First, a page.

Pensacola Linux User's Group
Note: I am in a somewhat awkward position as I write this review, since I know one of the authors as a fellow local security professional. I've spoken at a conference he organizes and I even have all three authors' signatures on my copy of MFAOS! Still, I hope they will consider incorporating my ideas when O'Reilly asks for a second edition.
First, I think MFAOS:2E should address FreeBSD, OpenBSD, and NetBSD. It's appropriate to read a book only about ONE of the BSDs, or all three of the BSDs. It's odd to cover FreeBSD and OpenBSD but not NetBSD. I think DragonFly BSD's miniscule userbase puts it on the fringe, and Mac OS X is not BSD.
Second, the authors should rigorously concentrate on covering BSD-specific administration and security issues. I do not need to read about generic security issues in Ch 1, or standard DNS/Mail/Web attacks in Chs 5/6/7. I definitely did not need YASD (Yet Another Snort Doc) in Ch 9 -- especially when ACID is explained as the console of choice. (BASE replaced ACID in Sep 04). I do not need the advice on incident response and forensics found in Ch 11. MFAOS should be a more of a BSD book and less of a security book.
Removing all of this generic material in a second edition would provide room to focus on BSD-specific material not found elsewhere. For example, Dru Lavigne's briefer, older, all-BSD book BSD Hacks gives more information on FreeBSD's Mandatory Access Controls than MFAOS -- and MFAOS is a BSD security book. I would have liked more details on building FreeBSD jails, especially with respect to creating a local package builder.
While reading MFAOS, I frequently felt the authors did not provide enough details on the subjects I felt were different from multi-platform Unix books. For example, why write five pages on Nagios in Ch 4 if that information really isn't enough to do anything useful?
It seemed the authors assumed many of their brief discussions of useful behavior was sufficient for the reader. In reality, I probably wouldn't be reading the book if I could get by on the information provided; I'd be implementing on my own. For example, the authors devote 3 1/2 pages in Ch 4 to using CVS to track changes to configuration files. While not BSD-specific, this is the sort of good practice not frequently covered elsewhere. Yet, when I hoped for more advanced discussions I see the phrase "beyond the scope of this book" on p 136.
I was disappointed that Qmail was ignored in Ch 6, even though Djbdns was addressed in Ch 5. Furthermore, when the authors repeatedly admit that Dan Berstein's software isn't well documented, they should recognize that as an opportunity! Say less on Apache, BIND, etc., and cover the lesser-known but potentially more secure alternatives.
I rate this book highly (four stars) because it's full of good advice. For example, I liked recommendations on using flags, secure levels, and similar topics in Ch 2. I liked the two-tiered Web server architecture in Ch 7, as well as comparisons of IPFW and Pf in Ch 8. You won't find me disagreeing with the authors of this book -- except when they configure Snort to log directly to a database. (Ouch -- that has been bad advice since Barnyard was released in Dec 02.)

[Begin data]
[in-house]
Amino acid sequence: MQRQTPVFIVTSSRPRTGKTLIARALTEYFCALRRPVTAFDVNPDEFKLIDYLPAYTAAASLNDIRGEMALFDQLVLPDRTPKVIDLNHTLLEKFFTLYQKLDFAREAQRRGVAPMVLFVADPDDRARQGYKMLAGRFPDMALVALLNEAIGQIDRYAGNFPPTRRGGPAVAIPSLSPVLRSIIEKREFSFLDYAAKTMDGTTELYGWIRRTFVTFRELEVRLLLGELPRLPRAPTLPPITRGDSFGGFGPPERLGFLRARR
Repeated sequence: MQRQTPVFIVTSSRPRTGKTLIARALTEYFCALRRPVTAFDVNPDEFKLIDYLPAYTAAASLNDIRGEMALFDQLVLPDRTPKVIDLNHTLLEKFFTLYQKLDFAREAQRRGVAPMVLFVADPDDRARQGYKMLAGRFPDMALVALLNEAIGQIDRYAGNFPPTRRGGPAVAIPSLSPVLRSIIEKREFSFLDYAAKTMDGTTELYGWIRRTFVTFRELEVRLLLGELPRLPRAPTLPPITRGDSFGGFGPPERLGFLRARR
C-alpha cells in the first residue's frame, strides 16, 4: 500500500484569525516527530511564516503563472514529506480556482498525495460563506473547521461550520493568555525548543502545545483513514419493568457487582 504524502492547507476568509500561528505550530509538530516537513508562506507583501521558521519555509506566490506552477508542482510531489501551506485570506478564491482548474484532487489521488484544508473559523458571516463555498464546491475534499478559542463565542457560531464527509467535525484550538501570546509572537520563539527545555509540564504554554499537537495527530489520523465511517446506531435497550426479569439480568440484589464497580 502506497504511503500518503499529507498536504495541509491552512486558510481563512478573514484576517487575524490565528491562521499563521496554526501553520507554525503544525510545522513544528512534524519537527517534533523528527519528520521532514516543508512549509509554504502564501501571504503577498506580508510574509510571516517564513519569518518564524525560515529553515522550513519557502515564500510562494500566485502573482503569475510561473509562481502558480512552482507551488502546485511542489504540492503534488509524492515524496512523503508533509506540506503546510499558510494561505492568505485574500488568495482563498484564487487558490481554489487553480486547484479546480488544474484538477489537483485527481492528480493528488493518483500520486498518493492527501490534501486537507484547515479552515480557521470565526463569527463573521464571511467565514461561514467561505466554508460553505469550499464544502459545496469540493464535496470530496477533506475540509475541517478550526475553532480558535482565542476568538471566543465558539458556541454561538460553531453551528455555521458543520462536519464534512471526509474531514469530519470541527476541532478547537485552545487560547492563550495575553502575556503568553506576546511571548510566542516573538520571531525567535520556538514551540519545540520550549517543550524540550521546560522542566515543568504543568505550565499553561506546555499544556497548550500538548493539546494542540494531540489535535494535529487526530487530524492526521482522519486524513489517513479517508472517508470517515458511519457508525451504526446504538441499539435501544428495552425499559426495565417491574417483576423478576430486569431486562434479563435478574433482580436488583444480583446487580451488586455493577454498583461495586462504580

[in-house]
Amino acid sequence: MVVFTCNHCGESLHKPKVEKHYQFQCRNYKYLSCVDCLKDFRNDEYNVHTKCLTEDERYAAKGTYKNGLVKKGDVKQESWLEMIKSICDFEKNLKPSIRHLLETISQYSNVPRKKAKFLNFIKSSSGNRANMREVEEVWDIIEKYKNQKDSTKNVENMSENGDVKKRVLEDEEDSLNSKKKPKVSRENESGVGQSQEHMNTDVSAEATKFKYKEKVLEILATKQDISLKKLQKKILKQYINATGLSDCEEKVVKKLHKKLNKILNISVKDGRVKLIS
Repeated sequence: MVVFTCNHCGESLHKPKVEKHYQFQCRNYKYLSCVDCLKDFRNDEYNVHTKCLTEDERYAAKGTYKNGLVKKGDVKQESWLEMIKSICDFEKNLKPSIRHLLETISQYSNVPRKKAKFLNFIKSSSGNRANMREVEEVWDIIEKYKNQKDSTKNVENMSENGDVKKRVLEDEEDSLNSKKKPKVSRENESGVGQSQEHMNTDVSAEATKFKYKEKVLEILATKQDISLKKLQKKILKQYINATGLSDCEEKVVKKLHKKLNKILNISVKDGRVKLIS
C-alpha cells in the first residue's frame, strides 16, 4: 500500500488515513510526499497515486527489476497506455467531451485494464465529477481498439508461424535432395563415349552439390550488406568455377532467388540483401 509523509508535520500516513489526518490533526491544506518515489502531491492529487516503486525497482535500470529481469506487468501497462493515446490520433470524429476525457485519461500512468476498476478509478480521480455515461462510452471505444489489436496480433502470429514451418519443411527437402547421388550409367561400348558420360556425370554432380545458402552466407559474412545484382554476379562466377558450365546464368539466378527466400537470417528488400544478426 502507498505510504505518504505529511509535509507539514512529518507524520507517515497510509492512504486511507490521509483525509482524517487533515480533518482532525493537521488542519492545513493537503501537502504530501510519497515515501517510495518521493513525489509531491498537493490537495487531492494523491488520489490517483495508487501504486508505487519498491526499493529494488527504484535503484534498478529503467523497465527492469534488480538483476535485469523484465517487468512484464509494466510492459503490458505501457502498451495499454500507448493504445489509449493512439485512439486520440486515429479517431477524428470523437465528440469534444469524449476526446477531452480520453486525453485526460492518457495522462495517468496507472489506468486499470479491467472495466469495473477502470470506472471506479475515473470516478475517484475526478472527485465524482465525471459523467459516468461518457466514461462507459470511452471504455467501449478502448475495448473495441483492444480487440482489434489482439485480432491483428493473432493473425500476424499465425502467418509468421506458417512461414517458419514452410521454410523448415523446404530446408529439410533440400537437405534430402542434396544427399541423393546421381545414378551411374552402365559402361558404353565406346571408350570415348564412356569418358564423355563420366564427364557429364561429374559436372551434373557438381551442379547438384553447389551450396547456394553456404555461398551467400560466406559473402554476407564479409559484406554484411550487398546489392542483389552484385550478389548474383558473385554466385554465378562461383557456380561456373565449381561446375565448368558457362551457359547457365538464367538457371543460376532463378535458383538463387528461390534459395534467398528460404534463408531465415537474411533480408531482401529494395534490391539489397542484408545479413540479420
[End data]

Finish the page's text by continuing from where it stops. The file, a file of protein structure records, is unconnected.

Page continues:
A second edition should also keep in mind the binary upgrade and patching tools available since FreeBSD 5.x -- updating via source isn't necessary for many admins these days. Also, if they insist on demonstrating how to set up well-documented servers (DNS/Web/Mail), try picking one app and one BSD. Then thoroughly document setting up the entire system, from install to deployment. Consider providing templates, especially for automated and repeatable installations. Tie them to standards like CISecurity if possible. That would be exceptional.
I wish the authors had directed their talents toward BSD-specific quirks and less on topics covered elsewhere. This is still a solid BSD book, but I would be very glad to see MFAOS:2E take this advice to heart.
Although both FreeBSD and OpenBSD maintain very good online documentation and manual pages, it's nice to have a book such as "Mastering FreeBSD and OpenBSD Security" as a reference.
The book is broken into three sections. The first section emphasizes the cost of security and how cost should be directly related to the value of the system(s) or data being secured. Spending $60,000 to secure data valued at less than $100 is not a good idea. It's an inefficient use of scarce resources (time and money). The book encourages implementing an appropriate level of security, no more and no less. Secure installation and install tweaks are also covered in this section.
The second section covers implementation of services in detail. DNS, mail, Web, etc. Firewalls are discussed in depth along with the particulars of PF and IPFW. Differences between FreeBSD jails and chrooted environments on OpenBSD systems are clearly explained. Traditional Unix servers such as Sendmail, BIND and Apache are covered in depth, however, alternative (and arguably more secure) servers are covered as well... using software such as djbdns, postfix, qmail and thttpd in place of the more traditional solutions are described.
The third section goes over auditing, logging and incident response. From setting-up a secure log server to responding to break-ins. How to triage and decide how many resources should be spent on responses. Again, the book emphasizes an appropriate, cost-effective response. Resources are limited and both time and money should be used wisely.
In conclusion, Mastering FreeBSD and OpenBSD Security is a worthwhile book. It covers BSD security topics (in detail) that are not often seen in books. It's a good read and a good reference written in a terse manner that gets the points across without being overly verbose... unlike many technical books on the market today.
It's an easy read that will help you far more than the crummy Unix documentation. A good introduction as well as a long term resource.